When it comes to career progression specifically, though, here are two suggestions. Although they might seem quite fundamental, the two things a company should do to ensure fairness are:
- Mandating regular one-on-ones between managers and direct reports that are not just status updates.
- Establishing a detailed career framework that makes clear where the employee is in their progression and what it will take to advance.
How I’ve Advanced My Career Remotely
The first time I got promoted at an office-based company, I made a case for my promotion, presented my work, and made sure my manager knew of my accomplishments. I recommend starting to research promotions at your company and find out what is required. Often, the same things that happened in an office can be done remotely.
One key cog in career progression that people often discuss is networking. Although networking remotely is quite different from its in-person equivalent, it’s certainly not impossible. The advice I outlined in that article for networking remotely applies within a company as well. If relationships seem to play a big part in promotions where you work, you should start networking within your organization. I recommend starting with horizontal networking in particular and building from there.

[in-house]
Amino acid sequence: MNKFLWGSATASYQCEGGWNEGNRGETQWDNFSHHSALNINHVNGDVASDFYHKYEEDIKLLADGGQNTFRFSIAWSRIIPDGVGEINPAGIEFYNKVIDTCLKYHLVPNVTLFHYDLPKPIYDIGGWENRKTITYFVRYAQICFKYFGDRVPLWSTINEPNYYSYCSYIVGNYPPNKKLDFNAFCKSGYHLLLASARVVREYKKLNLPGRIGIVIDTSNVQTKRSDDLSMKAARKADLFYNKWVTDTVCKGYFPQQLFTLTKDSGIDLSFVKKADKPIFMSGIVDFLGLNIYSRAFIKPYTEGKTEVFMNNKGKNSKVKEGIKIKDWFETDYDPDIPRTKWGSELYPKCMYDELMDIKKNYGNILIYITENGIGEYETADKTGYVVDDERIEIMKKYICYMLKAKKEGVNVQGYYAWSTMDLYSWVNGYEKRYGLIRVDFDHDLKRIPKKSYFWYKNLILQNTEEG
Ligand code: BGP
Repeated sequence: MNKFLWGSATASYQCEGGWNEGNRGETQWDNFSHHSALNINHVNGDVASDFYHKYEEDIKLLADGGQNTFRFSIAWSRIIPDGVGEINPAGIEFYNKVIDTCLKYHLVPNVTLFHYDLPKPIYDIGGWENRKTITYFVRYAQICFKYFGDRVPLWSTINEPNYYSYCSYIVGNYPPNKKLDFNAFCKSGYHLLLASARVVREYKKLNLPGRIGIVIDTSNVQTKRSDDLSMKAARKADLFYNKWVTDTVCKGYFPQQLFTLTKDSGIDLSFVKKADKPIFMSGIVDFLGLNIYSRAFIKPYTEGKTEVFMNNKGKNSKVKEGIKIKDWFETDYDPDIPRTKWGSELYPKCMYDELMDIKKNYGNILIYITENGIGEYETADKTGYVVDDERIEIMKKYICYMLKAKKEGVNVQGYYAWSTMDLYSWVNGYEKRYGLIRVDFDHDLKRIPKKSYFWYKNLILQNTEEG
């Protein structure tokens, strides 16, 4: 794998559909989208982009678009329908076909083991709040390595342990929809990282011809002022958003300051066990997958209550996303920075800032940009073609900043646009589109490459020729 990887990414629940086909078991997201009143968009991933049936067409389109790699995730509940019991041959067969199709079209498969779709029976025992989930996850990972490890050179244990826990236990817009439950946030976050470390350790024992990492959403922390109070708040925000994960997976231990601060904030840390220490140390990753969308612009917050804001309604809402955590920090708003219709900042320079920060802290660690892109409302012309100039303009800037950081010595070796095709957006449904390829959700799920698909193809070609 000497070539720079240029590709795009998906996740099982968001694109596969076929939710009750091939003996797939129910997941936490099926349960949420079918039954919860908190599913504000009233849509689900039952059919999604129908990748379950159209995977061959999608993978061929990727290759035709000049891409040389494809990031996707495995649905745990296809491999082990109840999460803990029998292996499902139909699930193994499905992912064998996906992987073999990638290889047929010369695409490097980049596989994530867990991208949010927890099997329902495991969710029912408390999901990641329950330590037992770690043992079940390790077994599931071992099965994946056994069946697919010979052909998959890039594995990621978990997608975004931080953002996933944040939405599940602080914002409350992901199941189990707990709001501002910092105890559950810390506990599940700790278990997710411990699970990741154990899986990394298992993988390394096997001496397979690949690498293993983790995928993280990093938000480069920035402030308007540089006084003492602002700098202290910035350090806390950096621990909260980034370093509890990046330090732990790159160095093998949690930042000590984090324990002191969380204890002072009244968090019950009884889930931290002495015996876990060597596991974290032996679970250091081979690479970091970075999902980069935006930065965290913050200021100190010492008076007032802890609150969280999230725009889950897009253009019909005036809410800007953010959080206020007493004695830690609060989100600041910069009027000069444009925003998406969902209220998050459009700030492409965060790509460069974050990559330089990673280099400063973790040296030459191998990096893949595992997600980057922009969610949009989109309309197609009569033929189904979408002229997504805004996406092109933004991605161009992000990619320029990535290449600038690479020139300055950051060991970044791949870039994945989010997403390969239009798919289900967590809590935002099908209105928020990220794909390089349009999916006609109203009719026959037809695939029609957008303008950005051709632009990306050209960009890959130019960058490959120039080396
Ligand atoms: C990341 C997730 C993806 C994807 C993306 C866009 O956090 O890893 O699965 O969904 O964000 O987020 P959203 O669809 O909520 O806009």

Ultimately, I see two essential requirements for getting promoted. First, that the employee is doing great work, and second, that the employee knows what it takes to get promoted. That second point comes back to the career framework I mentioned earlier. It’s challenging to get promoted if you’re unsure what it takes in the first place.
The secret to success in remote work is communication. Everything centers on having strong communication skills, which goes double for conversations around promotions and career advancement. Clear communication means polishing up your writing skills to ensure you’re conveying all of the information necessary without confusing someone by using too many technical terms, acronyms, or slang words. Another important part of communicating clearly is showing up to one-on-ones prepared to talk about goals, recent projects, and career progress.
Advocate for Career Conversations